And, I must report that I did not understand a decent portion of that poetry reading. And then I was checking out her sample books in the back of the basement reading room room, at Mac's Books, and I got more confused as I read more. Some of the poems or sections of poems were pretty clear and accessible for me. I could understand them. And, they are lyrical and quite beautiful. Truly, the woman is a gifted, extremely intelligent writer, with a penchant for lyrical language and evocative imagery. Still, I felt intellectually over my head. and I simply could not "grasp" decent chunks of the works.
This is a feeling I am not used to experiencing. In the classroom or academic environment, where I have often experienced this confusion or lack of understanding, it is not so bad. It gives me the chance to ask lots o' questions and learn more. But, last night I felt like an idiot at that reading, wanting to ask for the "annotated version" of the text (which, of course, does not exist).
I felt I needed a list of Classical Lit. and other references in the (non-existent) footnotes. I just wanted to ask questions. Lots of questions. If I had had the chance to ask lots of questions, I think I might have been rather fascinated with her work. But, I think I simply could not undersand at least 50% of her poetry, simply by reading it on the page, without understanding more about the references and context.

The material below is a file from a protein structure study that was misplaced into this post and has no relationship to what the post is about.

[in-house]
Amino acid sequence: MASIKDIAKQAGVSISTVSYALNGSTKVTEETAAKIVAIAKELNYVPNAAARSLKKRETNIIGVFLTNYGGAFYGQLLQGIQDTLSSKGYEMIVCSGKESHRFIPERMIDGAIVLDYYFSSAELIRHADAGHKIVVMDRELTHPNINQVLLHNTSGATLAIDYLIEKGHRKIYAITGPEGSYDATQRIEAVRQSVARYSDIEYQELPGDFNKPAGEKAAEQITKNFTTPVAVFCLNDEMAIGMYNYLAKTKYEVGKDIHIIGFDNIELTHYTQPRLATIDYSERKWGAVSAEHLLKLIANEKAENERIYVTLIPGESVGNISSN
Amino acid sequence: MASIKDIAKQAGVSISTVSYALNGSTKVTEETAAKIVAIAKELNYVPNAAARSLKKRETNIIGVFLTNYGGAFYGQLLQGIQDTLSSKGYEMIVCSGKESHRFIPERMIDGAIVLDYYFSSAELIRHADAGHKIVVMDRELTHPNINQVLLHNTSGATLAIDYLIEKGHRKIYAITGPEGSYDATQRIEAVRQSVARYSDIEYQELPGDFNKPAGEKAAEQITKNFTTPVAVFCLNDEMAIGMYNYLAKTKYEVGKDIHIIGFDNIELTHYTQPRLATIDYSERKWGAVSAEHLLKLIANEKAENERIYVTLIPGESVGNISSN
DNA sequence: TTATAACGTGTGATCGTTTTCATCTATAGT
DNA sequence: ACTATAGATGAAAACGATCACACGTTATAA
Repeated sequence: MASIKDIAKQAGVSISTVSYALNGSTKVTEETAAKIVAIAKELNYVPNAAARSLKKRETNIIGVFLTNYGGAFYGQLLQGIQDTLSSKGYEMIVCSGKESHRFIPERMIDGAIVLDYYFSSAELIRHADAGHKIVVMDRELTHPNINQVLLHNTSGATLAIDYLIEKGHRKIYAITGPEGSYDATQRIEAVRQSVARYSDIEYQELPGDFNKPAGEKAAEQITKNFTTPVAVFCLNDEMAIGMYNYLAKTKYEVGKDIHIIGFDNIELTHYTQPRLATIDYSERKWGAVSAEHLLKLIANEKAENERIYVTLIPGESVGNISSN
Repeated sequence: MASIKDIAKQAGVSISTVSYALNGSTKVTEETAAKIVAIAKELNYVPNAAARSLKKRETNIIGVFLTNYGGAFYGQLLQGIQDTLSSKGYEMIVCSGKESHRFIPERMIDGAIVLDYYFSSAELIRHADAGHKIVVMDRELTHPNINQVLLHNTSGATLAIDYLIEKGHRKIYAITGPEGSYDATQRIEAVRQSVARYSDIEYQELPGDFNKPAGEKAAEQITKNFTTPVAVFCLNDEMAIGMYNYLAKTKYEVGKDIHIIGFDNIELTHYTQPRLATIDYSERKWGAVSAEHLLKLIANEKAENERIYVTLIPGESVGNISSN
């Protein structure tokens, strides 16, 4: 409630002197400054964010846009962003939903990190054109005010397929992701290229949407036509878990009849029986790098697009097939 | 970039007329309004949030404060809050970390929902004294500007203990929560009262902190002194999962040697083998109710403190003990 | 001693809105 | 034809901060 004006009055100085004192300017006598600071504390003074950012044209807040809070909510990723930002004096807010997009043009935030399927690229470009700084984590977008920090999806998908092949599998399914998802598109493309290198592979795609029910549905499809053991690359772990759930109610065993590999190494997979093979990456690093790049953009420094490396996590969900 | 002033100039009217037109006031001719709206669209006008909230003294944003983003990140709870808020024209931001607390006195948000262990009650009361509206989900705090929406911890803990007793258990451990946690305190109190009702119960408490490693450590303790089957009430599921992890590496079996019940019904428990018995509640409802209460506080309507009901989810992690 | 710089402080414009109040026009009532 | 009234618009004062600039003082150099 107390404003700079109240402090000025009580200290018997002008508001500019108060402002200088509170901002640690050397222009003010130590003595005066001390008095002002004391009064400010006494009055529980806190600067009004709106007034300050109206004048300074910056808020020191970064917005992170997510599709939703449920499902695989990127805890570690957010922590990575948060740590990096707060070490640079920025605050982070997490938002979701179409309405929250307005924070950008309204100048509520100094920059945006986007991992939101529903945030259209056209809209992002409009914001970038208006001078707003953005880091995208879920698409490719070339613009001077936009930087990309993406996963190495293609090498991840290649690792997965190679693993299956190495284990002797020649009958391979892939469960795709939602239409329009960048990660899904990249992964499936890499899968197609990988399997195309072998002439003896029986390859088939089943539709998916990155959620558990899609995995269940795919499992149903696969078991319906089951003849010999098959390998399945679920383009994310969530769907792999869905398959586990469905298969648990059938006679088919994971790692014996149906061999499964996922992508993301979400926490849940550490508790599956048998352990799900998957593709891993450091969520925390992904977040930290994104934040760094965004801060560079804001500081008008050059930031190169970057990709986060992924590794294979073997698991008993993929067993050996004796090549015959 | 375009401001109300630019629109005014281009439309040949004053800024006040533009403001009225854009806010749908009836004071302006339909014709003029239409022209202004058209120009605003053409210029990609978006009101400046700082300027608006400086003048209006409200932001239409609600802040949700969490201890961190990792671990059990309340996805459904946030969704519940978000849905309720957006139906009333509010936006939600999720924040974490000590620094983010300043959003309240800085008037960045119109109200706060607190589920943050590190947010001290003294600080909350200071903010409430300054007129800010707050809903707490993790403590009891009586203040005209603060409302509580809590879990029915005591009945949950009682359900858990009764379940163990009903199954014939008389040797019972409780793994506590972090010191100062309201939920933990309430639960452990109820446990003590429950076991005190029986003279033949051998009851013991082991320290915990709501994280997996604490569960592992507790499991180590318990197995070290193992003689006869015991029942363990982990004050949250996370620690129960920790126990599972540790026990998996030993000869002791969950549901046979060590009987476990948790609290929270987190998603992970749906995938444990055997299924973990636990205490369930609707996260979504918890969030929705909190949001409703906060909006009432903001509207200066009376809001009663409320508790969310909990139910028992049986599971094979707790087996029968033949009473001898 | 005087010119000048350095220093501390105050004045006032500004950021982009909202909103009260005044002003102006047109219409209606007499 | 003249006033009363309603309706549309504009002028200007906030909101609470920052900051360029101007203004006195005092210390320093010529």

It was like I was back in The Age Of Dante at Geneseo, except without (Drs.) Bill Cook & Ron Herzman to answer my questions and guide me to the original literary and historical sources (from Classical Antiquity) for the references. Or, even worse, it was like trying to read Milton, on my own, without reading from the Annotated version. As in, "I have no idea what that really means." Or like trying to read Chaucer in Middle English (uye). Over My Head. I am not an academic.
I am something of an intellectual elitist. No, really, I admit it. So, I do not one claim that any literature should aim for the lowest common denominator audience. But, I guess I am also not that intellectual and academically-oriented, either, that I can always understand what a highly intellectual, poet/classicist is getting at. I mean it is one thing to read The Crossing, and I believe that I did understand most of that (at times, very challenging) novel. But, this was something entirely different: it was just a humbling experience.
And then there is this: On first blush, I got the vague (emotional) feeling of coldness, distance and "disconnection" from her poems, like she was afraid of revealing to much of her very self in her writing. Again, I don't know if that is just me. And, it may be that I just need to read further. Maybe.
Anyway, she read from 2 books of poetry last evening:
Oracles: A Pilgrimage
I am thinking about picking up at least one of these books, and at least trying to slowly see if I can understand more of her words and ideas. Never hurts to have more books (one of my rules).
I still plan on picking up & reading this novel (The Orphan's Tale) by Valente, although I have not yet done so. It is on the ToDO list, though.